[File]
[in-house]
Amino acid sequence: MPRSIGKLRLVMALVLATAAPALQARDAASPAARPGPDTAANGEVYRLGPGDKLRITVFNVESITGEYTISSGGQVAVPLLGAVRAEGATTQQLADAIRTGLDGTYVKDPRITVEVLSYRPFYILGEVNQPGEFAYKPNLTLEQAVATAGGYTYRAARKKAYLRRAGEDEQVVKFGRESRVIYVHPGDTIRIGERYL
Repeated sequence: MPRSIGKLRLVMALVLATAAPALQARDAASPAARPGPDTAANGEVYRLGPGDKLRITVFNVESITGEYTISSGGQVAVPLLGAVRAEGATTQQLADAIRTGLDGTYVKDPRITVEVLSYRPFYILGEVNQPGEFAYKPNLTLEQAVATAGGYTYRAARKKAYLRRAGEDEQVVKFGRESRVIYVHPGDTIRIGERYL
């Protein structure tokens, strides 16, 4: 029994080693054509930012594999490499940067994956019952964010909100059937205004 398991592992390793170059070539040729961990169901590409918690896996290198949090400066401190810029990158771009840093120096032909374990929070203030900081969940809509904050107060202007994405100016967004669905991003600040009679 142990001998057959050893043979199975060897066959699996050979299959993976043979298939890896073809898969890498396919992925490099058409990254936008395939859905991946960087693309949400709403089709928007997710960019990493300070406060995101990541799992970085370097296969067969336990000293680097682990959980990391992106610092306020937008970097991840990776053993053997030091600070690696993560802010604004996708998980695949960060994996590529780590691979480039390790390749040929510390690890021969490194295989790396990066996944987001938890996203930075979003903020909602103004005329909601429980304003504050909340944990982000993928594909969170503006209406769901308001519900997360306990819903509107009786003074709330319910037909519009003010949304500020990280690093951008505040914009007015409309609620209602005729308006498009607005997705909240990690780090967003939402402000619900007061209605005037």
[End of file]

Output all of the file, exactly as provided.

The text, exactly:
[in-house]
Amino acid sequence: MPRSIGKLRLVMALVLATAAPALQARDAASPAARPGPDTAANGEVYRLGPGDKLRITVFNVESITGEYTISSGGQVAVPLLGAVRAEGATTQQLADAIRTGLDGTYVKDPRITVEVLSYRPFYILGEVNQPGEFAYKPNLTLEQAVATAGGYTYRAARKKAYLRRAGEDEQVVKFGRESRVIYVHPGDTIRIGERYL
Repeated sequence: MPRSIGKLRLVMALVLATAAPALQARDAASPAARPGPDTAANGEVYRLGPGDKLRITVFNVESITGEYTISSGGQVAVPLLGAVRAEGATTQQLADAIRTGLDGTYVKDPRITVEVLSYRPFYILGEVNQPGEFAYKPNLTLEQAVATAGGYTYRAARKKAYLRRAGEDEQVVKFGRESRVIYVHPGDTIRIGERYL
């Protein structure tokens, strides 16, 4: 029994080693054509930012594999490499940067994956019952964010909100059937205004 398991592992390793170059070539040729961990169901590409918690896996290198949090400066401190810029990158771009840093120096032909374990929070203030900081969940809509904050107060202007994405100016967004669905991003600040009679 142990001998057959050893043979199975060897066959699996050979299959993976043979298939890896073809898969890498396919992925490099058409990254936008395939859905991946960087693309949400709403089709928007997710960019990493300070406060995101990541799992970085370097296969067969336990000293680097682990959980990391992106610092306020937008970097991840990776053993053997030091600070690696993560802010604004996708998980695949960060994996590529780590691979480039390790390749040929510390690890021969490194295989790396990066996944987001938890996203930075979003903020909602103004005329909601429980304003504050909340944990982000993928594909969170503006209406769901308001519900997360306990819903509107009786003074709330319910037909519009003010949304500020990280690093951008505040914009007015409309609620209602005729308006498009607005997705909240990690780090967003939402402000619900007061209605005037």